My life was changed forever. I could have kept my tuition and books and stayed at Marshall. But I had three years of eligibility left. And I wanted to swim. So did everyone else on the team. Tom transferred back home to Ball State University, a MAC school in Muncie, Indiana. Collin transferred to the University of Maryland at Baltimore County (UMBC) just outside of Baltimore.

The first thing I did was go down to the bookstore and pick up the latest copy of Swimming World magazine. The latest issue had the top twenty teams from the latest NCAA and NAIA swimming championships. And I sent out a letter to every division II and NAIA team in the top 20. What I found was 30 teams who were interested in me. And none who had a scholarship available. I also found that of those 30, 15 schools would not accept at least three classes I had taken if I were to transfer. And I found out that seven of those didn't even have an accounting major. Imagine that! But that is what happens when you start sending letters to schools based upon their national ranking, instead of their academic achievement.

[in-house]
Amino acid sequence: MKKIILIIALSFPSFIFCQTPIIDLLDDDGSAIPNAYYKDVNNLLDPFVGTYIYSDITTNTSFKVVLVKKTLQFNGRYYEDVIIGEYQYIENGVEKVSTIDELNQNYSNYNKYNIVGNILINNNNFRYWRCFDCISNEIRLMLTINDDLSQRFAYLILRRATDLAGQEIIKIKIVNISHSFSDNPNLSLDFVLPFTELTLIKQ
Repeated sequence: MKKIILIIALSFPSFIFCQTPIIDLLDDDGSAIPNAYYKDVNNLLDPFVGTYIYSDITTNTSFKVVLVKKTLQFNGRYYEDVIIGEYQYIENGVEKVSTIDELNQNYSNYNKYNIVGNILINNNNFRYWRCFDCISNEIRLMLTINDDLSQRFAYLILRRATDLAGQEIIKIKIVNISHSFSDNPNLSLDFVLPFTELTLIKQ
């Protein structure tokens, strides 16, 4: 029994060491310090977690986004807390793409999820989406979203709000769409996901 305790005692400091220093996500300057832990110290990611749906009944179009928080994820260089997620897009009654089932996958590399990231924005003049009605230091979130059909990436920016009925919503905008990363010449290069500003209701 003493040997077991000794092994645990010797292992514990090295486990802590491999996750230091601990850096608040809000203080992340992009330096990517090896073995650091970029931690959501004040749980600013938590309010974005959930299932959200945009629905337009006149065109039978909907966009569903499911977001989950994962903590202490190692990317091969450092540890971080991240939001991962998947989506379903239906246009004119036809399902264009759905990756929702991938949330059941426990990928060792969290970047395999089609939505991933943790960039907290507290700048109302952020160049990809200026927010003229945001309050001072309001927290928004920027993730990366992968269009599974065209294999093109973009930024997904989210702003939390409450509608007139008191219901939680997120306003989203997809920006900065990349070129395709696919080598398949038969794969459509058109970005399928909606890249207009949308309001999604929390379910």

I ended up transferring to Fairmont State College in Fairmont, WV. But I got no scholarship. They gave the last one to Rick. With me coming off an injury, I wasn't getting a lot of offers anyway.

My roommate was Rick Reidel, who would be attending his third school in as many years. It was a good time. We had a good team. We finished 10th at the NAIA championships, and extended FSC's streak of finishing in the top 10 to ten years. I got tuition and books for my next season.

So what does my story have to do with WVU? Nothing really. Except that there are 46 athletes right now who have had their lives turned upside-down, and the only people who aren't being talked to, or talked about, is those 46 athletes. For it is those athletes who will consider transferring to another school, or have to give up their sport. It is those athletes who have about four weeks to find another school, and maybe a 15% chance of finding a school on WVU's level who has a scholarship available. And it is those students who will have to continue to work on their classes at WVU while they are doing all this searching. It is a stress worse than any event in which they have participated. I know. I speak for experience.